INDIANAPOLIS — Former Georgia quarterback Stetson Bennett IV addressed his somewhat tumultuous offseason, which included a January arrest in Dallas for public intoxication, on Friday at the NFL’s scouting combine.
Bennett, who was a Heisman Trophy finalist this past season, also did not participate in any of the postseason all-star games and was criticized for his actions during the victory parade after leading the Bulldogs to back-to-back national championships.
Bennett was arrested Jan. 15 in Dallas when police responded to calls about a man pounding on doors in the early-morning hours.
“It was, you know, a mistake that everybody’s aware of,” Bennett said. “I understand why that can’t happen, I’ve talked to coaches about it, talked to GMs, apologized to my family. That’s who I feel the worst about, felt like I let them down because no matter where I go now and even without all this, I’ve got an obligation, I’m the fourth, can’t do that if your last name is Bennett.”
A former walk-on, Bennett rose to become a full-time starter on two national championship teams — he was the MVP in both title games — including passing for 304 yards and six total touchdowns (four passing, two rushing) in the Bulldogs’ rout of TCU in January.
It has been a rocky post-championship run for Bennett in addition to his arrest. He took significant public criticism for being on his cellphone during the team’s victory parade, including while a reporter for an Atlanta television station attempted to interview him during the parade. And from the podium during the celebration after the parade, Bennett said, “Y’all kept telling us how bad we were, and y’all couldn’t understand it, and we kept winning and we kept embarrassing people, screw it, we got two rings.”
“People were entitled to their opinion,” Bennett said Friday. “I was — I saw it as a parade for us who won and I was playing music for [teammates], trying to have a good time. People took it as, I don’t know what people took it as, but they didn’t like it. I’m sorry about that, but I strictly just saw it as a chance for me and [teammates], one last trip … on the way to Sanford [Stadium] together, trying to play the best tunes we could.”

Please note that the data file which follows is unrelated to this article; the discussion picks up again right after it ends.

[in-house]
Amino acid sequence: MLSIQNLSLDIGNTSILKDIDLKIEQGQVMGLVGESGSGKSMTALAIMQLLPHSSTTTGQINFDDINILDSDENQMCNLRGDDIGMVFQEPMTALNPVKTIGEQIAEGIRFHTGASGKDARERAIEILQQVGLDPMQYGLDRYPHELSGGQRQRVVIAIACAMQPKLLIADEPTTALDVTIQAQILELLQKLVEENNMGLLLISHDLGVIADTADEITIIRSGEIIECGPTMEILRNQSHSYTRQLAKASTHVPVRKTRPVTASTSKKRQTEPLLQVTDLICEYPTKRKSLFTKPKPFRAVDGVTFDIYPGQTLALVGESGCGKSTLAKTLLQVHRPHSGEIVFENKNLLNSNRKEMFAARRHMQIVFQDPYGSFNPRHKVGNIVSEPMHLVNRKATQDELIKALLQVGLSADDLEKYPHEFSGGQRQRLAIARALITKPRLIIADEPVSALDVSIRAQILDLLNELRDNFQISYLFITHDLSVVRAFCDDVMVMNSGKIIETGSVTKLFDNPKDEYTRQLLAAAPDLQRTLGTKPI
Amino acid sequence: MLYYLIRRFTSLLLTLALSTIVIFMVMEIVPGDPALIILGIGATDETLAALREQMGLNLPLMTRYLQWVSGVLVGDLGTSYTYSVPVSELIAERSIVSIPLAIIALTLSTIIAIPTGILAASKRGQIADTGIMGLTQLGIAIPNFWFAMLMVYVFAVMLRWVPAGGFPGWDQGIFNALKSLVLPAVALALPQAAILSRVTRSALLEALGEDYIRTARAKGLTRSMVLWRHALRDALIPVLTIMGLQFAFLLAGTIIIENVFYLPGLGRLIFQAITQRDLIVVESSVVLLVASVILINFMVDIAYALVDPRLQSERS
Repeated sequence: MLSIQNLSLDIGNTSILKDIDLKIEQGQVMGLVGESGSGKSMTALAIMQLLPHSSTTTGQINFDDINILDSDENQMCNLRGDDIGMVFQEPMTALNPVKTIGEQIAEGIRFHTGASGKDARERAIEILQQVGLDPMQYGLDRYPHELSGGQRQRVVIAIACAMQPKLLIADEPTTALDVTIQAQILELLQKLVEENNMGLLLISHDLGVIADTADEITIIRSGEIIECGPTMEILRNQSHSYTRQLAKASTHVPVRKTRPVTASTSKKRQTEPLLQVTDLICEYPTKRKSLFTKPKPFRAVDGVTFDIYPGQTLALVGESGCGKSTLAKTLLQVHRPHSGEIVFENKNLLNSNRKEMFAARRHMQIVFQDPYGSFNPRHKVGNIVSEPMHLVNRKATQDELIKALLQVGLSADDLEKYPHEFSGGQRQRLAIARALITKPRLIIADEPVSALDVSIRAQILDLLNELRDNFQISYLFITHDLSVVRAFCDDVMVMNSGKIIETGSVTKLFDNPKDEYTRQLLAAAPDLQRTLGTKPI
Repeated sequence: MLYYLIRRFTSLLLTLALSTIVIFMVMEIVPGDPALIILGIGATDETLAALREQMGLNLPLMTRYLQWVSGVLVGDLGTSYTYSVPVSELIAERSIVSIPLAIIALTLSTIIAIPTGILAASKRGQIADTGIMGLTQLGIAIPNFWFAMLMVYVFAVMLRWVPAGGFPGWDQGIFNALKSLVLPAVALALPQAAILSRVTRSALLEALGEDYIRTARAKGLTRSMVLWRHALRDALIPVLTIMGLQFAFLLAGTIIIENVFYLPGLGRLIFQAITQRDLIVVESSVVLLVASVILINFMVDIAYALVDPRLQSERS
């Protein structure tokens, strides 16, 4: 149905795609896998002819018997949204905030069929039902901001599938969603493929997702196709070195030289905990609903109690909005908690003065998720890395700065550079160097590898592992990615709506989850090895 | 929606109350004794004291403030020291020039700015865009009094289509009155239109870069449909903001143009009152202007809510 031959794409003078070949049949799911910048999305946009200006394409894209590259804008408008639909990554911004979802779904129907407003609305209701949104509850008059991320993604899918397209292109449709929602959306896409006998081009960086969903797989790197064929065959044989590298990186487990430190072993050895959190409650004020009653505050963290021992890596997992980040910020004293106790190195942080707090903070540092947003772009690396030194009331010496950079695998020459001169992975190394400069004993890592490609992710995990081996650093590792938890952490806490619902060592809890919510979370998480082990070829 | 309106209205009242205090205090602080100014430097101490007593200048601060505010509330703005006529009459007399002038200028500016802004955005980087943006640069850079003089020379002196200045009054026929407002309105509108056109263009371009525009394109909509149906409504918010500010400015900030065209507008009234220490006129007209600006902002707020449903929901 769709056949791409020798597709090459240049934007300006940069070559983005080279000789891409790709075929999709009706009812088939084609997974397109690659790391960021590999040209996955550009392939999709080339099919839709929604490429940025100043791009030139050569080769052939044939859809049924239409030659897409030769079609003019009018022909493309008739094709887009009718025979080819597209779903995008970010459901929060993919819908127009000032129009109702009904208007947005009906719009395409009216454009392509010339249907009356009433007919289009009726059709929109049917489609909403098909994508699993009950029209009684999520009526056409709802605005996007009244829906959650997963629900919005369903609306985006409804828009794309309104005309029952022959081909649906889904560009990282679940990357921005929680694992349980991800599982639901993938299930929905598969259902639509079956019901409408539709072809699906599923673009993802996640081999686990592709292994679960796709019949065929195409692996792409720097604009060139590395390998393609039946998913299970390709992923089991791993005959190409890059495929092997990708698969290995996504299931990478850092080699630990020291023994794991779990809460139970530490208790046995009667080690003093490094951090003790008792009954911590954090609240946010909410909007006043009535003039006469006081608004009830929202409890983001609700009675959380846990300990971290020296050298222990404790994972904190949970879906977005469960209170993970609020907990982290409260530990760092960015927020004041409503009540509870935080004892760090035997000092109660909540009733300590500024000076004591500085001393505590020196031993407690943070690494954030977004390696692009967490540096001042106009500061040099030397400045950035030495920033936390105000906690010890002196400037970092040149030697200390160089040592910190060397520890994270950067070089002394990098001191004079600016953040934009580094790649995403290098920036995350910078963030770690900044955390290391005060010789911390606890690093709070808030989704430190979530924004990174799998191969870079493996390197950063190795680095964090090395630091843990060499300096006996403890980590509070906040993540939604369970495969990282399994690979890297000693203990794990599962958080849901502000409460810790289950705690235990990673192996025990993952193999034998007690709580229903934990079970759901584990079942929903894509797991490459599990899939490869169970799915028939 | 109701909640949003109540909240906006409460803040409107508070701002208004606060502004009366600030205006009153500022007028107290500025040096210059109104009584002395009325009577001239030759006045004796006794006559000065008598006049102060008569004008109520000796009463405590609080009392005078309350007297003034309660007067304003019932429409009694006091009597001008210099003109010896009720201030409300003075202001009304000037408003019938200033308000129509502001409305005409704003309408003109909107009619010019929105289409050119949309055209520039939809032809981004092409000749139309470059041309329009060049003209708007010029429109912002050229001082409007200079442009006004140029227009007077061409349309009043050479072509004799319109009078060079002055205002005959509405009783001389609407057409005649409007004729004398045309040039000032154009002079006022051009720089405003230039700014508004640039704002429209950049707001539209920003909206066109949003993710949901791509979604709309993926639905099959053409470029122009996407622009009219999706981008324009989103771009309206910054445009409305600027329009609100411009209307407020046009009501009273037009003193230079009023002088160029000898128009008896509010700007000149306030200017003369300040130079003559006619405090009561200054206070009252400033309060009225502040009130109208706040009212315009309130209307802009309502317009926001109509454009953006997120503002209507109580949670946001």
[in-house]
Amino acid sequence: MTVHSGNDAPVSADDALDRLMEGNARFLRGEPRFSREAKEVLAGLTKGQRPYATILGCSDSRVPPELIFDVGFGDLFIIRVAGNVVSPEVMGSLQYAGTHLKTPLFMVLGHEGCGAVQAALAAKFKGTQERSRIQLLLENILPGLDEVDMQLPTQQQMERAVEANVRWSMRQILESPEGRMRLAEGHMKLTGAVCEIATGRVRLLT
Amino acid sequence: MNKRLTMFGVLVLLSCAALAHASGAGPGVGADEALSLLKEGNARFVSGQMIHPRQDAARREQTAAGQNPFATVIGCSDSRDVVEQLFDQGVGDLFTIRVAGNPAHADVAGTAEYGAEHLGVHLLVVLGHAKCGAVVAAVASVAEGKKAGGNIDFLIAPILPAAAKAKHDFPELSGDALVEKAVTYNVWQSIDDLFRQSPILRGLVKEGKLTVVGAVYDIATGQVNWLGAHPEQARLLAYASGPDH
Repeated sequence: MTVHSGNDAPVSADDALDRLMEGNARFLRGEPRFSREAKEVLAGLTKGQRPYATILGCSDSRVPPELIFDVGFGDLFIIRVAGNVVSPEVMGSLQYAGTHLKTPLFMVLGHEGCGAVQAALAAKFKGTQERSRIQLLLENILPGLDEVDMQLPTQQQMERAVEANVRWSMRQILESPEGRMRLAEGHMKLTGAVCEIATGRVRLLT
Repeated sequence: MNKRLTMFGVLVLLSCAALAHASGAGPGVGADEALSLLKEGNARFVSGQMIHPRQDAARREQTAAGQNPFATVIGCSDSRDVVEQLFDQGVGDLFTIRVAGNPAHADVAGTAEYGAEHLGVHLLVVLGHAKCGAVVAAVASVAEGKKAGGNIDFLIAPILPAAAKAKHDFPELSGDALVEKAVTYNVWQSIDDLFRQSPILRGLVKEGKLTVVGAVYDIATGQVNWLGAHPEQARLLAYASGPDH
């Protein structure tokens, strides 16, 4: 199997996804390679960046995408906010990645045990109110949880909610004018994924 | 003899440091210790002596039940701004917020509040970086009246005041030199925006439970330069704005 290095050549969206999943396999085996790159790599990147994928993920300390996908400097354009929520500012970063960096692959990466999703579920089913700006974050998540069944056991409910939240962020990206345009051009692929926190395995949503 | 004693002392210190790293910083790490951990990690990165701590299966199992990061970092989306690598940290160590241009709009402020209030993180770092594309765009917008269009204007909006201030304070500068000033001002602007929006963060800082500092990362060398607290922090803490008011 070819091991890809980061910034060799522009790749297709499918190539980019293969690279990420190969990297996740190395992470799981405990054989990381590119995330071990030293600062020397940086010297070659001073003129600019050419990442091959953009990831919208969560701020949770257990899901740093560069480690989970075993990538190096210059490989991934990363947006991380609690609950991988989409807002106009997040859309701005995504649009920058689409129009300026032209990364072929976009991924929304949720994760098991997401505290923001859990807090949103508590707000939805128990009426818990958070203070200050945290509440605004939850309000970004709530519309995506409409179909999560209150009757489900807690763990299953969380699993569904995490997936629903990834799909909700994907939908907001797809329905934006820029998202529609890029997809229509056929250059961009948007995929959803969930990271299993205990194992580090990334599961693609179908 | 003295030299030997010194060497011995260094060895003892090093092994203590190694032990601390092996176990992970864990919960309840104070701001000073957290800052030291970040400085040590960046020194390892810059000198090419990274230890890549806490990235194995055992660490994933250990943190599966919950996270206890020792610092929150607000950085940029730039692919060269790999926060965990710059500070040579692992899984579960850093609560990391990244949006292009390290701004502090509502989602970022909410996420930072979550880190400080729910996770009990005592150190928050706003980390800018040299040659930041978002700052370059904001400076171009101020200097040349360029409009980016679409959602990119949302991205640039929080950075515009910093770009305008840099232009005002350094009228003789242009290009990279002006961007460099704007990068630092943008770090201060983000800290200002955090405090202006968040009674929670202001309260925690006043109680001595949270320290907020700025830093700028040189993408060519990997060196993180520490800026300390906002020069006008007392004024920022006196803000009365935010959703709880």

Bennett, an undersized prospect who is ranked No. 206 by Scouts Inc., also skipped out on the opportunity to meet with NFL teams and participate in the Shrine Bowl as well as the Senior Bowl. He chose to train for the combine and his pro day, in Dallas, instead.
He said Friday he was closer to going to the Shrine Bowl than the Senior Bowl.
“It was more so the Shrine Bowl, it wasn’t really the Senior Bowl,” Bennett said. “I really wanted to play in [the Shrine Bowl], there was a lot going at the moment. I discussed [it] with people that are close to me, best advice, decided it was, that I needed to go train, needed to get better.”
Bennett was also asked Friday about the death of teammate Devin Willock in a car crash in January in which a recruiting staff member was also killed. Former Georgia defensive lineman Jalen Carter briefly left the combine after being charged with reckless driving and racing in connection to the crash.
Bennett didn’t specifically address Carter or Willock, but after a long pause, he said, “There’s not much to say about that.”
Bennett said he has been truthful when asked about all of his off-field issues during his interviews with NFL teams at the combine.
“I just try to be honest,” Bennett said. ” … I tried to be honest with them.”
Bennett is expected to throw and do all of the drills Saturday at the combine during the on-field workout for the quarterbacks, wide receivers and tight ends.